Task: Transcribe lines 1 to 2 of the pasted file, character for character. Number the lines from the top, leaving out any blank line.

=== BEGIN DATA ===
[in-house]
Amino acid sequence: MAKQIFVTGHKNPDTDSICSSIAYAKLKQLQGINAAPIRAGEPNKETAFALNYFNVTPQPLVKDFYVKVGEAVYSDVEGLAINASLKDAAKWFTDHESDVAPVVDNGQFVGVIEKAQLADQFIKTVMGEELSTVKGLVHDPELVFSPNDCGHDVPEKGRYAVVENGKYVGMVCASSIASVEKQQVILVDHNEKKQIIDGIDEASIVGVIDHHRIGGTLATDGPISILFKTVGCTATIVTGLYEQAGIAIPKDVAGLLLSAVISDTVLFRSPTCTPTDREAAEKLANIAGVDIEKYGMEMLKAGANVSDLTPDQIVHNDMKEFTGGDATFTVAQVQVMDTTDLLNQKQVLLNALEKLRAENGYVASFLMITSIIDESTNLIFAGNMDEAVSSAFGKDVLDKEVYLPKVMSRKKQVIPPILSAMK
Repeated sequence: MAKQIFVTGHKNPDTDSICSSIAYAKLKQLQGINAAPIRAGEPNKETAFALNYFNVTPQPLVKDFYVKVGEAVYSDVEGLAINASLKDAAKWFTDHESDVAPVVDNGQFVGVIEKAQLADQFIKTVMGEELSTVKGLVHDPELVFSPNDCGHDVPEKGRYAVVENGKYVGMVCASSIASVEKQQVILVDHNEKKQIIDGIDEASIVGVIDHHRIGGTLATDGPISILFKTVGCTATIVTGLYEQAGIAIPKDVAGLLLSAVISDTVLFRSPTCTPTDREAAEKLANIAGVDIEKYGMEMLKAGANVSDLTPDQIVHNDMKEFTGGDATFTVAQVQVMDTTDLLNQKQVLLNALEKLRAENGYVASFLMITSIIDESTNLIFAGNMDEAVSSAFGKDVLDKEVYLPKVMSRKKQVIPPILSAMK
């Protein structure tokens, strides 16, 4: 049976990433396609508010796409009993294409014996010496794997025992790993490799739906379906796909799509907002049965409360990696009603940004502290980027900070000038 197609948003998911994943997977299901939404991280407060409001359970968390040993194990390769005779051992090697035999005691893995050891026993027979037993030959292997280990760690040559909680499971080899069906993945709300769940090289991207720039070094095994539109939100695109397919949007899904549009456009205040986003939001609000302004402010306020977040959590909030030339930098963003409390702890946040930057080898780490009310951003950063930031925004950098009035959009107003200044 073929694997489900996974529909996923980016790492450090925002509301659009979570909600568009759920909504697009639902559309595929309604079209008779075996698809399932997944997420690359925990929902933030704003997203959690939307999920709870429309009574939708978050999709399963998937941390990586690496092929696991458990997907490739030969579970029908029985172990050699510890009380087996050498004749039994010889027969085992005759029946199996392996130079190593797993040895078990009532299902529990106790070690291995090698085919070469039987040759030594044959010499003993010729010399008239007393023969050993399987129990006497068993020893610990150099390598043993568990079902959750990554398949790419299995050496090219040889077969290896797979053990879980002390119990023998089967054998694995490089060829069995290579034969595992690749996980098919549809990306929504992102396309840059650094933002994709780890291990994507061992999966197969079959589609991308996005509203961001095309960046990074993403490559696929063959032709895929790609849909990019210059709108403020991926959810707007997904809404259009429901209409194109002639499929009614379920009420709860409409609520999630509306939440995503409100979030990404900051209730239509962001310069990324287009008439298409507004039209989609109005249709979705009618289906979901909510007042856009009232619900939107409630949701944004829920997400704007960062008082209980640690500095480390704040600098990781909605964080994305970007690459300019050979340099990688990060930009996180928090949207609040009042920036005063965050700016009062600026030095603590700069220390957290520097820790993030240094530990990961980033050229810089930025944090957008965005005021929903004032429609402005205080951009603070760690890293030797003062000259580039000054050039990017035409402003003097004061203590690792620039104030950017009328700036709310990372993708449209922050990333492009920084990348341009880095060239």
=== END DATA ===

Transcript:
[in-house]
Amino acid sequence: MAKQIFVTGHKNPDTDSICSSIAYAKLKQLQGINAAPIRAGEPNKETAFALNYFNVTPQPLVKDFYVKVGEAVYSDVEGLAINASLKDAAKWFTDHESDVAPVVDNGQFVGVIEKAQLADQFIKTVMGEELSTVKGLVHDPELVFSPNDCGHDVPEKGRYAVVENGKYVGMVCASSIASVEKQQVILVDHNEKKQIIDGIDEASIVGVIDHHRIGGTLATDGPISILFKTVGCTATIVTGLYEQAGIAIPKDVAGLLLSAVISDTVLFRSPTCTPTDREAAEKLANIAGVDIEKYGMEMLKAGANVSDLTPDQIVHNDMKEFTGGDATFTVAQVQVMDTTDLLNQKQVLLNALEKLRAENGYVASFLMITSIIDESTNLIFAGNMDEAVSSAFGKDVLDKEVYLPKVMSRKKQVIPPILSAMK